Black Francis – The Golem Rock Album Black Francis – The Golem Rock Album

Black Francis - The Golem Rock Album

For one of Pinpoint’s themed articles, we all submitted an album to reviewed by another writer. The goal was to expand our critical palettes by listening and reviewing an album outside of our conventional scope. I was prepared for anything. Dutch accordion music. Polynesian field recordings. Something by Wilco. But much to my surprise, my secret album was The Golem Rock Album by Black Francis. Black Francis, for anyone unfamiliar, is the stage name for Charles Michael Kittridge Thompson IV who lent his vocal and creative talents to the cosmically seminal rock band — The Pixies.

Black Francis embarked on a solo career following the Pixies’ final release Trompe Le Monde. Black Francis would continue his solo career under the name Frank Black, Frank Black and the Catholics and Grand Duchy. In 2008, the San Francisco International Film Festival asked Black Francis to score a silent film recently unearthed. The Golem was a soundtrack written for the 1920 silent film “Der Golem, wie er in die Welt kam.” Are you kidding me? This is the album I get? A re-imagined soundtrack to fill the silence of a German expressionist film made by the guy in the Pixies? (Laughs) This will almost be like the time when I watched Nosferatu to the devastating backdrop of Sunn O)))’s Monoliths And Dimensions. Alright, I’m fucking down.

Der Golem was praised upon its release as an outstanding example of the then blooming cinematic art of German Expressionism. Despite the film’s longtime neglect from recognition, its visual style has been etched into the pages of history. The films of the Weimar republic are still used as academic examples or its contribution of artistic expressionism in a medium dominated by innovations. But it is not the deep plot or vast character depth Der Golem is known for. German Expressionism’s use of stylized cinematography, set design and lighting moved audiences and scared the ever living shit out of them when shown in movie theaters. (The cinematographer for Der Golem, Karl Freund, would later go on to work on the 1927 film Metropolis) Silent films and their achievements age well over time. Silent films also possess the benefit of having long segments of silence, or no sound for later musicians to fill with interpretive music.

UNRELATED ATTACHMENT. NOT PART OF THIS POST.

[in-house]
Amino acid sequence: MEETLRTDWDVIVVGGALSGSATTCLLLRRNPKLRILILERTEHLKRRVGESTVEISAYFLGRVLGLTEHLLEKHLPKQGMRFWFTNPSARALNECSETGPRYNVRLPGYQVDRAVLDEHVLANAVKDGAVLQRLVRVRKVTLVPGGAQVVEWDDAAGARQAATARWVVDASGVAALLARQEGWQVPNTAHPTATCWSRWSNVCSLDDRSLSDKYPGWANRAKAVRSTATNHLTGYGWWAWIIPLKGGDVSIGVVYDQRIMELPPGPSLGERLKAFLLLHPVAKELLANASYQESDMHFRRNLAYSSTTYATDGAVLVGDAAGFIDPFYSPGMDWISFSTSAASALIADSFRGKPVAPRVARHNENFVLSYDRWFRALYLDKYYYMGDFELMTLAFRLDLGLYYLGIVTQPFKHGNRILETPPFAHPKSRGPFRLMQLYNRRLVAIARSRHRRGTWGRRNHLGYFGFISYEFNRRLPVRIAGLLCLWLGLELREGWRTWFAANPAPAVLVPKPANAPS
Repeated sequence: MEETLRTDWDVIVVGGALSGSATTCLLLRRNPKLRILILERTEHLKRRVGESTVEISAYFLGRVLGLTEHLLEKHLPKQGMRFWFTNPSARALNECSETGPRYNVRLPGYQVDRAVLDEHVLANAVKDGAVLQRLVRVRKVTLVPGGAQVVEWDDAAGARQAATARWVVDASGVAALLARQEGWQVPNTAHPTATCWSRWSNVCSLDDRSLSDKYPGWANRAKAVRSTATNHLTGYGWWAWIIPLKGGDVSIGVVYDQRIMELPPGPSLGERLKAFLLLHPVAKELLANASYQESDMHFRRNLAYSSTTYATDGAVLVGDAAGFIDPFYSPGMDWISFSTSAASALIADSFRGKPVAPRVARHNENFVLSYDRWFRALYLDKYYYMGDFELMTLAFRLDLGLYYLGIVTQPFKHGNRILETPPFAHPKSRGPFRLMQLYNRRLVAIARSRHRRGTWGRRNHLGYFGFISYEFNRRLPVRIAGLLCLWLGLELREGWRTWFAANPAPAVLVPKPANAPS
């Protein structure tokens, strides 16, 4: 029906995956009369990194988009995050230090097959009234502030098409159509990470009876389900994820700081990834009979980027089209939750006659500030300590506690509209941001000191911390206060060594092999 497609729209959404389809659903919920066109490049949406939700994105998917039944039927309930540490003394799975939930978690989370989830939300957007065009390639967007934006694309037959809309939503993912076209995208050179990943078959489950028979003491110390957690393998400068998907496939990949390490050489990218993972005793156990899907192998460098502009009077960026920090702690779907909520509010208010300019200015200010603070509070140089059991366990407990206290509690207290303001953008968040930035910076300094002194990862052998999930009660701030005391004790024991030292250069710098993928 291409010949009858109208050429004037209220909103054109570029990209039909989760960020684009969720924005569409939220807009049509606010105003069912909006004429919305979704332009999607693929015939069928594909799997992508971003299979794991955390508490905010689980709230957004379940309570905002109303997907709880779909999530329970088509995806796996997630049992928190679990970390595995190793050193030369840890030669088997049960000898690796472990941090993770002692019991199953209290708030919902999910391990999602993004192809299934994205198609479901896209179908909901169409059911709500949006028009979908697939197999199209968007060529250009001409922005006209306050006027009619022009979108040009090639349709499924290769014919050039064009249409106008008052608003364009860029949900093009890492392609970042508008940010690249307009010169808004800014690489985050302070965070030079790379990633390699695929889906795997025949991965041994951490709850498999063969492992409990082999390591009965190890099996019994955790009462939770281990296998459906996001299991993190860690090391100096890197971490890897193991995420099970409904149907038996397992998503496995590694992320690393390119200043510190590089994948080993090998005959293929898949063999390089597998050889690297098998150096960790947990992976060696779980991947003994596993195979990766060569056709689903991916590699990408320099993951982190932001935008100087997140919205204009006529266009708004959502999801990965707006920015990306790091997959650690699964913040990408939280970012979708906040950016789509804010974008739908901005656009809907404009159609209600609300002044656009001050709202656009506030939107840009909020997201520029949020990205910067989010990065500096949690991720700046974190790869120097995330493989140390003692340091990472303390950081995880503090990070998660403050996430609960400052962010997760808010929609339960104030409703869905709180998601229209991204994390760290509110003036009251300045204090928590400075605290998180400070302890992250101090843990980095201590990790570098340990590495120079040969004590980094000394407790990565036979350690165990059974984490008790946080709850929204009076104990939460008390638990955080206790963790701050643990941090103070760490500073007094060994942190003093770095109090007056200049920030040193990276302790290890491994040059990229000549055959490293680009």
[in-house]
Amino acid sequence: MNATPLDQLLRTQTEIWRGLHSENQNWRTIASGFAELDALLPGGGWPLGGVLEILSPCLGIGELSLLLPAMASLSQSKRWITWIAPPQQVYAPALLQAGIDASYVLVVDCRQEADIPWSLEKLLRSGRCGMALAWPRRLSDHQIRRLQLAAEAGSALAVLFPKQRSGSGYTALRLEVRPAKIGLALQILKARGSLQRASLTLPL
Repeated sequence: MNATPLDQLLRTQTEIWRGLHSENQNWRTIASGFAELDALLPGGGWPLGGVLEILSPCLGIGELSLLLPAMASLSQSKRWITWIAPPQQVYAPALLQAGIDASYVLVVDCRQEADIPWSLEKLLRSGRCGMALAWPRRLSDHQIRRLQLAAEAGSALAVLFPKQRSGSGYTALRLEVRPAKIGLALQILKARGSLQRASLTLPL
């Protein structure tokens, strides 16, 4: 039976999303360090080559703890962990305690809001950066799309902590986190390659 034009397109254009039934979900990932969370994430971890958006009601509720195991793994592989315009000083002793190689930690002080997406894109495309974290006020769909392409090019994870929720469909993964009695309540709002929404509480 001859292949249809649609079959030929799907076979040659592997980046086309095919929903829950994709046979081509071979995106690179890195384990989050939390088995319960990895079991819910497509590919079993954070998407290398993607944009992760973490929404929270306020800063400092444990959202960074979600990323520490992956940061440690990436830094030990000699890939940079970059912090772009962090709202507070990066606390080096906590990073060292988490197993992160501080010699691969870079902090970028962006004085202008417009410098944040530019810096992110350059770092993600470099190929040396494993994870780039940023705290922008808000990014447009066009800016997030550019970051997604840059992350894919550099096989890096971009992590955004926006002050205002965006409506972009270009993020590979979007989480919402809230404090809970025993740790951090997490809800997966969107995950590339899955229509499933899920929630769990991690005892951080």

The performance of Francis’s Golem soundtrack was released on a double dvd in 2008 exclusively through his own website. Interested parties can watch the original soundtrack synched up to the film here [http://vimeo.com/15581812]. Because the original soundtrack was constructed around a film, its structure hardly met the requirements for a stand-alone album. There were many themes, reprises and previews which made little sense for an independent album. A short while after the performance, Francis commented on the potential release of a commercial album. The Golem Rock Album is that commercial release. Shedding 24 minutes of incidental music, The Golem Rock Album rearranges the soundtrack into a rock album. The Golem Rock Album is Black Francis attempts to bring his noisy rock cabaret to a village contrasted in grainy black and white.